Greetings from my new school in the UK! I am officially an art teacher again and I couldn’t be happier! Over the summer I accepted a half-time art position at one of the schools here on base. I teach about 230 students and am so stoked to be back in a classroom. For those of you who have followed me before, a lot has happened since my last post which was over two years ago (oh my goodness!). Keeping it short and sweet: I got married, started (and am almost finished with) my Master’s degree, have had a few different jobs here in the UK, and I had a precious baby boy named Benjamin! My life has been crazy, busy, and full of excitement!
As I mentioned, I am finishing up my Master’s degree in Instructional Leadership and Academic Curriculum. While taking classes, I have done a lot of research on choice-based teaching and Teaching for Artistic Behaviors and decided to implement it in my classroom this year. Basically, it is a teaching approach that respects student individuality, encourages thinking like a “real” artist, and allows students to have authentic art-making experiences. Here is a brochure I use to help explain what it is to other educators and parents: TABBrochure
This poster also helps describe what the kids are doing in my room:
I was both excited and incredibly nervous to implement this, especially after two years of not being in a classroom. I have been working for about a month and I absolutely love what is happening in my classroom! The kids are loving it too! They have the freedom to express themselves and learn as they work. Here is a basic rundown of what happens during an art class period:
First 5-10 minutes: Attendance, introduction to concept being taught, demonstration
Next 5 minutes: Students choose what center (media) they would like to work in, and get their workstation ready
Remainder of class: WORK TIME! Students are free to work on one or more projects in one or more centers. Students are aware that there are 2 skill-builders (practice-type projects) and 2 W.O.W. projects (wonderful, original work of art) due by the end of the quarter.
Last 5-7 minutes: Clean-up, share ideas and art
The first few weeks have been crazy just because there are always procedural items to go over and we are opening the various centers one week at a time. Here is a breakdown of what we have done each week so far:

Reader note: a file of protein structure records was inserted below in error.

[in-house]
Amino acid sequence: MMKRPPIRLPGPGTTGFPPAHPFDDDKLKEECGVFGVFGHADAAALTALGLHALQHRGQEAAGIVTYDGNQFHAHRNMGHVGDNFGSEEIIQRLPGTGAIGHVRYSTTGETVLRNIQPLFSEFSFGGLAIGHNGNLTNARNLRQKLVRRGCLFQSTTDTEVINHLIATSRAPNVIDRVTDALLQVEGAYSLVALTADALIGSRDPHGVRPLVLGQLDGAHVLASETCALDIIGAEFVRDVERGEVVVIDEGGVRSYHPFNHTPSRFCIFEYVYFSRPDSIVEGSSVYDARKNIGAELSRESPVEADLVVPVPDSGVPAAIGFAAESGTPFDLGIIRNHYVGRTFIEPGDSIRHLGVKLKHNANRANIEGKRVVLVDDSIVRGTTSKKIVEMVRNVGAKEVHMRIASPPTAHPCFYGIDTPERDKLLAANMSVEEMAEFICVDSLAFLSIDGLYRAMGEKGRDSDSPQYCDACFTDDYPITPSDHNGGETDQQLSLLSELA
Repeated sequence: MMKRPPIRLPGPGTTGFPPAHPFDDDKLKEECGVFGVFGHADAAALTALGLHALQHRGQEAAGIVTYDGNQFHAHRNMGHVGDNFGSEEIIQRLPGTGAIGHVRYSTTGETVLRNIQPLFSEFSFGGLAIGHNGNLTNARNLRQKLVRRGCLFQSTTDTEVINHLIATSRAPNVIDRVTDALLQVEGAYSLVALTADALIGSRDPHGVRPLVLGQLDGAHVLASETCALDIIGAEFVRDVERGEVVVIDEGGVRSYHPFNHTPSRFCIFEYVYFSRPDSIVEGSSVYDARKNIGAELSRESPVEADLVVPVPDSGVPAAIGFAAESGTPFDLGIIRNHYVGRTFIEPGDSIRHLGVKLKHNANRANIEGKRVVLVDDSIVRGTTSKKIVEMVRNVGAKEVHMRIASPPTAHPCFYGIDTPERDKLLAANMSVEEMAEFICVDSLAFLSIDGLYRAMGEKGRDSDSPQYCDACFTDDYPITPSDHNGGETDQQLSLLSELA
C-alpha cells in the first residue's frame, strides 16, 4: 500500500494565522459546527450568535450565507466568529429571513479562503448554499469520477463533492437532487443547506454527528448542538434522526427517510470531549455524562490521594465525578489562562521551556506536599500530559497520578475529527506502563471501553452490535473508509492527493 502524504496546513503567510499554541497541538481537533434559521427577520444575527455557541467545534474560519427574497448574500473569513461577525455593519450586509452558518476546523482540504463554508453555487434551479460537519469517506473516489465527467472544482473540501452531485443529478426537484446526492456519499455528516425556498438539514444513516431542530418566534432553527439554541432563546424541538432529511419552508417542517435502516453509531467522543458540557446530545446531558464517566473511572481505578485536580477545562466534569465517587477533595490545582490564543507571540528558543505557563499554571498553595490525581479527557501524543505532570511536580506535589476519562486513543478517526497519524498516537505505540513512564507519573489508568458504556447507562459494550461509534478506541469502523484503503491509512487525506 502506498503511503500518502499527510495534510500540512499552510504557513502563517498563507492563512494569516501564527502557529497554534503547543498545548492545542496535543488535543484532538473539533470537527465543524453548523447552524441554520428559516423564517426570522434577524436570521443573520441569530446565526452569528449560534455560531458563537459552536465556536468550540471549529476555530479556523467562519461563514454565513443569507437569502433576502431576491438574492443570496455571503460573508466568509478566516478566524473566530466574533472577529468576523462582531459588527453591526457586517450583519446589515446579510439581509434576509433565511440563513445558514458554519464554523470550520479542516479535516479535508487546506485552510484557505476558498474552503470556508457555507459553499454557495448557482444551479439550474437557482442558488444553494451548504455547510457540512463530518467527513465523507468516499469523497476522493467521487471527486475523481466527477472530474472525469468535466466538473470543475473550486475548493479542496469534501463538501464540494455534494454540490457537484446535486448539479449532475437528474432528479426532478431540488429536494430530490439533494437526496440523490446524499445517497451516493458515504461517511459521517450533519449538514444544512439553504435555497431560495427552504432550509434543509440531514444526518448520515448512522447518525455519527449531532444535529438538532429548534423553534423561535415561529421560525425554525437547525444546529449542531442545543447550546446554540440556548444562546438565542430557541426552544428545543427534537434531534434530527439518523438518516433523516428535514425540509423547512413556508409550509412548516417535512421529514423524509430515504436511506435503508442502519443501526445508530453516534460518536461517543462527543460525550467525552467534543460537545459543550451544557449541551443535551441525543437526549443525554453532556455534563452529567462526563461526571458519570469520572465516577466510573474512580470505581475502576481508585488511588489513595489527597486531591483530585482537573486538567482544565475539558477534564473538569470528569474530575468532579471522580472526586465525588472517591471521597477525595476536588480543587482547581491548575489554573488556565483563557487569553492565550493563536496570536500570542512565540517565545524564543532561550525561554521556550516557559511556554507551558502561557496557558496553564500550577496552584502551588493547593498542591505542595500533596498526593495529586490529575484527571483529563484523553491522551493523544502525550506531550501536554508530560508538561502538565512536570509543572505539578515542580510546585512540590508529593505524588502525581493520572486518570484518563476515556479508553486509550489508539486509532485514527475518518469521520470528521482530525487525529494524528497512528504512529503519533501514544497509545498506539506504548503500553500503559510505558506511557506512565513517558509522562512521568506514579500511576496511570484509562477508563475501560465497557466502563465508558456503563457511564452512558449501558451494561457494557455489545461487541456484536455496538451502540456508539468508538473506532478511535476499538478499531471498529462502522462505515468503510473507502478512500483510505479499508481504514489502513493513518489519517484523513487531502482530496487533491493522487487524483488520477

Week 1: Introduction to the choice-based art studio (and their new teacher, ME!). Media exploration- students had a white paper divided into 6 sections. At each of my 6 tables, I had different media for them to “play with”. They could draw/paint whatever they wanted in that square with that particular media. After about 4-5 minutes, they would rotate to the next table. I also had post it notes for them to write down notes about each media, such as if it was messy, bold, colorful, etc. I made posters with these notes that are now hanging in the different centers.
Week 2: Grand opening of the drawing center. Students were permitted to use white paper, along with the following drawing supplies: marker, crayon, colored pencil, conte, charcoal, and pencil. They were introduced to the drawing skill-builders (line duplication and value scales), and were taught how to properly get out and put away materials. We also discussed what artists draw and decided that pretty much everything we talked about fell into four categories:
Week 3: What is an idea? We watched the video “What do you do with an idea?” by Kobi Yamada and discussed ideas and how to nurture them. I also introduced what a W.O.W. project was and how it is different from a skill-builder and experimenting. This checklist helps remind students what a W.O.W. project should look like:
Oil pastels were also added to the drawing center this week (which the kiddos loved!).
Week 4: Grand opening of the collage center. Students looked at artwork by Matisse, Picasso, and Bearden, as well as collages done by other students. We talked about how collage artists must think about shape since they are cutting or tearing and gluing. I did a quick demo of the collage steps I have listed in my room, including how to use the infamous *glue sponge*. I also showed them two collage skill-builder options (a magazine cut-out color wheel and a mindmap).
Week 5 (THIS WEEK!): Grand opening of the painting center. I know, I am a little crazy to open the collage and painting center back-to-back and with so little demonstration, BUT: a. we are working on a fundraiser work of art and I really wanted them to be able to paint, and b. they’ve done AMAZING so far! Very few problems with clean-up or anything! It’s amazing what giving students some freedom does! Anyway, I introduced watercolor and tempera cakes. And by introduced I mean quickly talked them through set-up and clean-up and brush care, then set them free.
As I said, the kids are really loving this teaching approach and are creating some great work! That being said, I will say it was difficult to relinquish my control as a teacher and allow them to *gasp* actually think for themselves instead of creating a project that looks exactly like my example (and everyone else in the class!). I am truly seeing their personalities shine through though, which is exciting. We have definitely had a few bumps and bruises along the way, but the students and I are both learning how to navigate this type of learning environment. Here are some work-in-progress photos:
Colored pencil & charcoal landscape
Oil pastel drawing
Pencil and oil pastel fruit still life
Charcoal pencil drawing of a unicorn eating ice cream with a human dressed as a unicorn (duh!)
Marker pointillism drawing
Pencil drawing of an animal eye
Landscape marker drawing
Construction paper collage
Construction paper collage
Oil pastel landscape drawing (and below, charcoal landscape drawing)
I apologize for this being so long, but I am excited to be back in the swing of things and plan on updating more often. Happy Tuesday y’all!